IRE is proud to announce the 2017 Philip Meyer Award winners.

A pioneering investigation that uncovered gaps in the pharmacy safety net is the first-place winner of the 2017 Philip Meyer Journalism Awards. Other top awards go to an investigation that revealed racial disparities in bankruptcy protections and discrimination against foreigners in Germany’s housing market.

First place is awarded to “Dangerous Doses,” by Sam Roe, Karisa King and Ray Long of the Chicago Tribune.

Dangerous Doses was groundbreaking work that made a remarkable discovery: More than half of the 255 pharmacies that the Chicago Tribune tested failed to warn patients about potentially deadly interactions. To identify the holes in patient safety, the paper consulted leading pharmacology researchers at universities to design the drug pairs for the pharmacy-testing project. The team then worked with a physician to obtain prescriptions, which 15 staff reporters took to pharmacies and documented whether they were told of potential adverse reactions. The results resonated in Illinois, with the governor launching new safety regulations, and nationwide with the country’s largest pharmacy chains, including CVS, Walgreens and Walmart, taking steps to improve patient safety for millions of consumers — and potentially saving lives.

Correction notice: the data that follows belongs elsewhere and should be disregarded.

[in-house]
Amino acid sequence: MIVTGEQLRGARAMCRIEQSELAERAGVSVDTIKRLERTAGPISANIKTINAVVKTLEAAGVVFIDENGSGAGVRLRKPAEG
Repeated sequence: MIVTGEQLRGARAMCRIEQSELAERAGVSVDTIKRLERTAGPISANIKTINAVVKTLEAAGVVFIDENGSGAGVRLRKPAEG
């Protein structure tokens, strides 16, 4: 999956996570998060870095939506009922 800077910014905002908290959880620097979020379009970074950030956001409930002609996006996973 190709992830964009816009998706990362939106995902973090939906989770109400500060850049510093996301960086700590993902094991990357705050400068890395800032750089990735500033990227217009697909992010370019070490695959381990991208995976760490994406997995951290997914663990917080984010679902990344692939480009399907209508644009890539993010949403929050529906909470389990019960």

Second place is awarded to “Too Broke for Bankruptcy,” by Paul Kiel and Hannah Fresques of ProPublica.

In an innovative analysis of bankruptcy data, ProPublica found that black Americans are far less likely to gain relief from creditors than their white peers. What’s more, when reporters Paul Kiel and Hannah Fresques began examining certain cities, they found that the disparity was driven by questionable legal advice. In Memphis, for example, black debtors were far more likely to be steered into bankruptcy plans that were doomed to fail. The reporters then crafted a compelling story to make this arcane but important topic come to life.

Third place is awarded to “No Place for Foreigners. Why Hanna is invited to view the apartment and Ismail is not,” by Robert Schöffel, Christina Elmer, Oliver Schnuck, Patrick Stotz, Steffen Kühne, Achim Tack and Ulrike Köppen of Bayerischer Rundfunk and Der Spiegel.

Reporters at Bayerischer Rundfunk and Der Spiegel set out to find if structural discrimination against foreigners in the German housing market existed. In a large-scale survey of landlords in Germany, reporters used an innovative and automated process to request data from 8,000 landlords and found that potential renters with Arab and Turkish names were frequently ignored while those with German names were answered promptly.

The judges also would like to recognize “The Tax Divide,” by Jason Grotto, then of the Chicago Tribune, with an honorable mention. The Tribune’s extensive use of sales ratio data, aggressive pursuit of records and accountability, and strong examples helped illustrate the troubling patterns in Cook County’s complex tax system.